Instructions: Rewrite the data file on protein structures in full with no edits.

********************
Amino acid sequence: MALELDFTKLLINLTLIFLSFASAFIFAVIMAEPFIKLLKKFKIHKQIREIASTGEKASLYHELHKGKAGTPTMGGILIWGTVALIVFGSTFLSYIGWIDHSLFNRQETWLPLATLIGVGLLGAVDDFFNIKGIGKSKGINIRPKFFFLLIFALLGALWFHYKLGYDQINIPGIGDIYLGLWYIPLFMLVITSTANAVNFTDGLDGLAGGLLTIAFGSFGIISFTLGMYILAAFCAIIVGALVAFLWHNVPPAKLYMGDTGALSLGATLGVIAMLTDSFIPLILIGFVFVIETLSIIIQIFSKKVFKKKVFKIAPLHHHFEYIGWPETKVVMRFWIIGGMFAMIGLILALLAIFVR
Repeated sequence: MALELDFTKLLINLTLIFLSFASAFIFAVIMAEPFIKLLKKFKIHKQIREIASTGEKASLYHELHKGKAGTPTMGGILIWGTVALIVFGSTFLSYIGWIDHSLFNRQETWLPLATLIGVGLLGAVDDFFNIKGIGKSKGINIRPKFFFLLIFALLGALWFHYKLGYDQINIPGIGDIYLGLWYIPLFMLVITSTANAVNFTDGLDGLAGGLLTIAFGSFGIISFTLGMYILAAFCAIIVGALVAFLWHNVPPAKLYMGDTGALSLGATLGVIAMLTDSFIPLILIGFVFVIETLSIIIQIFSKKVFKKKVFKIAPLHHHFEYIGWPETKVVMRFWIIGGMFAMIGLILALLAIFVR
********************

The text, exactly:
Amino acid sequence: MALELDFTKLLINLTLIFLSFASAFIFAVIMAEPFIKLLKKFKIHKQIREIASTGEKASLYHELHKGKAGTPTMGGILIWGTVALIVFGSTFLSYIGWIDHSLFNRQETWLPLATLIGVGLLGAVDDFFNIKGIGKSKGINIRPKFFFLLIFALLGALWFHYKLGYDQINIPGIGDIYLGLWYIPLFMLVITSTANAVNFTDGLDGLAGGLLTIAFGSFGIISFTLGMYILAAFCAIIVGALVAFLWHNVPPAKLYMGDTGALSLGATLGVIAMLTDSFIPLILIGFVFVIETLSIIIQIFSKKVFKKKVFKIAPLHHHFEYIGWPETKVVMRFWIIGGMFAMIGLILALLAIFVR
Repeated sequence: MALELDFTKLLINLTLIFLSFASAFIFAVIMAEPFIKLLKKFKIHKQIREIASTGEKASLYHELHKGKAGTPTMGGILIWGTVALIVFGSTFLSYIGWIDHSLFNRQETWLPLATLIGVGLLGAVDDFFNIKGIGKSKGINIRPKFFFLLIFALLGALWFHYKLGYDQINIPGIGDIYLGLWYIPLFMLVITSTANAVNFTDGLDGLAGGLLTIAFGSFGIISFTLGMYILAAFCAIIVGALVAFLWHNVPPAKLYMGDTGALSLGATLGVIAMLTDSFIPLILIGFVFVIETLSIIIQIFSKKVFKKKVFKIAPLHHHFEYIGWPETKVVMRFWIIGGMFAMIGLILALLAIFVR